Since animal protein is the best source for tryptophan, it’s no surprise that these meats are listed. Turkey is one of the best sources, as a 3.5 ounce serving, provides you with 0.34 grams of tryptophan. However, pork provides an even richer dose of tryptophan, as the same portion size yields 0.38 grams of tryptophan. Finally, steak provides 0.39 grams for the same serving size.

Non-Meat Options

For vegetarians and vegans, it’s very hard to consume enough tryptophan. Although there’s tryptophan in diary products (for vegetarians), bananas, and a few other sources, it can be challenging to get enough.

Animal proteins are the richest sources, however you can obtain tryptophan from other sources. Tofu for instance provides 0.14 grams from a 4 ounce serving. Black and red kidney beans provide 0.18 grams, along with split peas.

Tryptophan Side Effects

When the correct dosage is followed there are not generally any unusual or serious side effects. However, if you take far more than recommended, you can experience an overdose. This can create symptoms such as; confusion, dry mouth, vomiting, twitching, fever, diarrhea, sweating, and shivering.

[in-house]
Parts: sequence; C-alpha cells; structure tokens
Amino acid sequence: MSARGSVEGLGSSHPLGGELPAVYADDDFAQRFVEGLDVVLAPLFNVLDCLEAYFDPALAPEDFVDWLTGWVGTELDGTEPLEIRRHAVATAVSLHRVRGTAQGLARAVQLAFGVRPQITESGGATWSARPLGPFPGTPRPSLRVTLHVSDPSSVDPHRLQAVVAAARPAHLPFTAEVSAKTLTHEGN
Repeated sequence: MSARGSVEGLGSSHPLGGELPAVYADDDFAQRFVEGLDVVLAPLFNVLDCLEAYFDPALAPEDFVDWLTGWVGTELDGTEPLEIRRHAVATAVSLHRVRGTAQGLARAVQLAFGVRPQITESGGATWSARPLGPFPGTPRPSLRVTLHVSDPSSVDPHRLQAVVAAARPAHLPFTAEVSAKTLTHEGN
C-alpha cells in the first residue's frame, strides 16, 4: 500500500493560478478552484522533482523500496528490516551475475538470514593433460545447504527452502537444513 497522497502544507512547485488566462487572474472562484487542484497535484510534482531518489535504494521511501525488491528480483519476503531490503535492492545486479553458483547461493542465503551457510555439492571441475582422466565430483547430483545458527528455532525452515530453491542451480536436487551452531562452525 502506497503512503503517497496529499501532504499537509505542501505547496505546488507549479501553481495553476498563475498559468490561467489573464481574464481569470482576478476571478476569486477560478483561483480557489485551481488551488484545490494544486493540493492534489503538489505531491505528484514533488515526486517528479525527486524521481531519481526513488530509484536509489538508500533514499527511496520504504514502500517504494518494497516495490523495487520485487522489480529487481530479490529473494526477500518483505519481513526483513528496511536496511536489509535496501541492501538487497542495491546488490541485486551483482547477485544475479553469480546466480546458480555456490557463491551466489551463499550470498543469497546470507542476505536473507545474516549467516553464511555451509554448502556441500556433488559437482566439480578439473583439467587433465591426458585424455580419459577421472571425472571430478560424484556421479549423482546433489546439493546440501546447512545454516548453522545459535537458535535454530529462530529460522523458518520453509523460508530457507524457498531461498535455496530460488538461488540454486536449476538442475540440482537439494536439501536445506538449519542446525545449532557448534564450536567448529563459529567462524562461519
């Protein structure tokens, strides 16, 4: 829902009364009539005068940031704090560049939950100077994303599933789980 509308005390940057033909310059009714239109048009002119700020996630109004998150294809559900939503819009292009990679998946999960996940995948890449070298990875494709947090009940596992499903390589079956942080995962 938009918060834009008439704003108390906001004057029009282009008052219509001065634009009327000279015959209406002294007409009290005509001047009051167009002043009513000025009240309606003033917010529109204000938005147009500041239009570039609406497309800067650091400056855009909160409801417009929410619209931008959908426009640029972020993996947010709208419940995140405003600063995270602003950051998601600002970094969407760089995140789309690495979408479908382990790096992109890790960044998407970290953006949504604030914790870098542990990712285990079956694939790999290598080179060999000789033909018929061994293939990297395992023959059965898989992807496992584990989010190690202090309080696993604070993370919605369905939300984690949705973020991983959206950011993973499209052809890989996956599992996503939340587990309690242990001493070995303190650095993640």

If these symptoms surface, it’s recommended that you immediately stop usage. Once these symptoms pass, speak with your doctor about taking another dose. This time, take a much smaller dose, as recommended.

If you are taking any antidepressants or amphetamines (i.e. Adderall), please avoid use. Taking this combination can result in an overabundance of serotonin. When this occurs, side effects are elevated. Stick to the recommended dosage, in order to avoid any unwanted effects.

Recommended Dosage

The recommended dosage for tryptophan is between 500 mg and 4 g. However, see what works best for you. Start with a lower dose and see how you react. Like always, speak with your healthcare professional before you begin taking tryptophan.